Bring the roller out for this as you can work faster and get a more even finish. Paint your way out of the room, so start at the furthest corner from the door and work from there. Go over the whole floor once, you'll probably need two or three coats depending on the color of the wood underneath and the color paint you are using, so let each coat dry in between – check the manufacturer's instructions for how long is best to leave between each. 

An all white Georgian house in Kent

(Image credit: James Merrell)

4. Experiment with pattern 

So you can leave it there with one solid color, or you can embrace the flooring trend for patterned wooden flooring. Our favorite looks are the most simple – stripes and checkerboard. Stripes can work wonders in tiny spaces – making a small living room look bigger, or instantly adding character to a powder room.

And really all you need to create these looks are masking tape. For a striped effect, it's simple – paint alternate floorboards. For the checkerboard effect it's a tad more complex, but still really achievable. 

You'll want to create a square template so you can create your grid design with masking tape. Use cardboard to cut out the size square you want and then start from the center of the room, using the cardboard square as a stencil for your masking tape. Now you can either tape the whole room (a long job but you'll be able to see all the squares look in place) or you can tape and paint the squares as you go. 

What is the best paint for floorboards?

You can actually buy floor paint that's designed for this specific DIY, but really any good quality wood paint will do the job. Floors are of course high traffic areas so your choice of paint needs to be tough and durable – plus you want it to be stain-resistant and wipeable too. 

Pink living room with painted black flooring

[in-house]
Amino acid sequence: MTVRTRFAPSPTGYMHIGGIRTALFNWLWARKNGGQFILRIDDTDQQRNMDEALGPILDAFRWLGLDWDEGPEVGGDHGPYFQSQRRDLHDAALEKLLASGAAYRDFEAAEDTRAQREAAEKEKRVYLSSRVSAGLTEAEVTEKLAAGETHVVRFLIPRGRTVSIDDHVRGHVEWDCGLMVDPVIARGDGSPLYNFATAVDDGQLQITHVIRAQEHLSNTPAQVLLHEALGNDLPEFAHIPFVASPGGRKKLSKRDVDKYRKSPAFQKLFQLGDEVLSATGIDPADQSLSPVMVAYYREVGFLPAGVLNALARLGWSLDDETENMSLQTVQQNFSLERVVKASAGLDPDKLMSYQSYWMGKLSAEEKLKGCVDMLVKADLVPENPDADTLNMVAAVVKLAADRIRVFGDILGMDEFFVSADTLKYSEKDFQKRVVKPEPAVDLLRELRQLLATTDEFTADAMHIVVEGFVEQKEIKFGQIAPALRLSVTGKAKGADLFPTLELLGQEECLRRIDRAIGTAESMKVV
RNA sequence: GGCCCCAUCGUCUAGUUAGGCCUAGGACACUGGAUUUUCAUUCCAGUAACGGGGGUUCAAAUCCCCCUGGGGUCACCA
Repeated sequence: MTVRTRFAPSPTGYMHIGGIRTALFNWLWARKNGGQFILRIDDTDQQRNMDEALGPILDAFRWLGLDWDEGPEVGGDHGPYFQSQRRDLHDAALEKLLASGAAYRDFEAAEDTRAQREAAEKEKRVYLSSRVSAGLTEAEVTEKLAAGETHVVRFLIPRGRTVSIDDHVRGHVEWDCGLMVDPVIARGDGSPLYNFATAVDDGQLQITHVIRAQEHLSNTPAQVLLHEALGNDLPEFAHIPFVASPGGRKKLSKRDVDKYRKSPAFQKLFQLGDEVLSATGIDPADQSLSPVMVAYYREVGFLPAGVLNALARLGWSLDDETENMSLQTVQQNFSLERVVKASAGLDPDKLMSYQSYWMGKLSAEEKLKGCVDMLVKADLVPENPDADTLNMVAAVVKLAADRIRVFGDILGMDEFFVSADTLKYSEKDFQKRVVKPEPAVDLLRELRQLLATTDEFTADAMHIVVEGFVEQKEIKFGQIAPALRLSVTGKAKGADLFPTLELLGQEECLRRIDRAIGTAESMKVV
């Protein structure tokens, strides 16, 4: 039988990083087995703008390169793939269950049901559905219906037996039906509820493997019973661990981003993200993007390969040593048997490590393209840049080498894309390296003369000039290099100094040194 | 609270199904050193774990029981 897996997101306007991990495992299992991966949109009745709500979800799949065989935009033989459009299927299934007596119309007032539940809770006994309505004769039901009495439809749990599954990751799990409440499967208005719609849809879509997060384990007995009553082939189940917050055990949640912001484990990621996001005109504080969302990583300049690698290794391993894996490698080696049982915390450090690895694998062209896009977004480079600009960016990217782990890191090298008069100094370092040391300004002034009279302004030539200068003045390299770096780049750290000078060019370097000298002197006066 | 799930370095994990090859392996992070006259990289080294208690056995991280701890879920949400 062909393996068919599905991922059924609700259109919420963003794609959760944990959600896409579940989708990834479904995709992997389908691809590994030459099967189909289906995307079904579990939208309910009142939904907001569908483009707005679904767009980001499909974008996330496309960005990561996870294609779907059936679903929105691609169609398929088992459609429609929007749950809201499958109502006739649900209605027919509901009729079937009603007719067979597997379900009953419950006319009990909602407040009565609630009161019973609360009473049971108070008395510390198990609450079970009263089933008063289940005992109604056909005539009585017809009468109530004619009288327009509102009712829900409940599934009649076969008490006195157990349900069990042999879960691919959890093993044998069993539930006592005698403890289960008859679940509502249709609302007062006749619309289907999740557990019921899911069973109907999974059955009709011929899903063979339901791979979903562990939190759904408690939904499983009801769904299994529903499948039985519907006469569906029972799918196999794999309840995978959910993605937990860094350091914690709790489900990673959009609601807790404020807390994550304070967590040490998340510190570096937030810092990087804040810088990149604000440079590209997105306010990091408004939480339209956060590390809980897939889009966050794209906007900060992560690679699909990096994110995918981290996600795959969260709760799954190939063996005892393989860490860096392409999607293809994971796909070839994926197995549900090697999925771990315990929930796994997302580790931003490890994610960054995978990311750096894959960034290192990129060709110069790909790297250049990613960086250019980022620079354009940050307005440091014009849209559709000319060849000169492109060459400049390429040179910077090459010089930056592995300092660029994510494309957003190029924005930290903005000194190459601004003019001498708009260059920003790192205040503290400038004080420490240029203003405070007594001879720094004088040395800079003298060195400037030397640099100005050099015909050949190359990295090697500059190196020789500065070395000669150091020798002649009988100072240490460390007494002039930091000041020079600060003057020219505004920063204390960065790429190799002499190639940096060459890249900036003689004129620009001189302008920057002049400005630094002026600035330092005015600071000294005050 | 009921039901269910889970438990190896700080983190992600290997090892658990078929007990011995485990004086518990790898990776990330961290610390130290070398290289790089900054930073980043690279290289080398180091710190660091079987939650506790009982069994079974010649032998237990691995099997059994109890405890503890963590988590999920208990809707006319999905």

(Image credit: James Merrell)

What is the best color to paint a floor?

The best color for floor paint ideas will depend on the room and your personal style. Despite its seeming impracticality, thanks to our obsession with Scandinavian interior design white floorboards are a huge trend. They of course look gorgeous and are an absolute classic, but avoid white floorboards in really high traffic areas like hallways or kitchens, you'll find you spend your life worried about scuffs and spills and will end up having to repaint every month. Bedrooms and even bathrooms are the places to go white with your flooring.

Darker hues work wonderfully as they cover all manner of sins – experiment with the trend for high-gloss and be bold with a glossy black or dark grey floor. Covers dirt of looks super chic. 

Hebe is the Digital Editor of Livingetc; she has a background in lifestyle and interior journalism and a passion for renovating small spaces. You'll usually find her attempting DIY, whether it's spray painting her whole kitchen, don't try that at home, or ever changing the wallpaper in her hallway. Livingetc has been such a huge inspiration and has influenced Hebe's style since she moved into her first rental and finally had a small amount of control over the decor and now loves being able to help others make decisions when decorating their own homes. Last year she moved from renting to owning her first teeny tiny Edwardian flat in London with her whippet Willow (who yes she chose to match her interiors...) and is already on the lookout for her next project.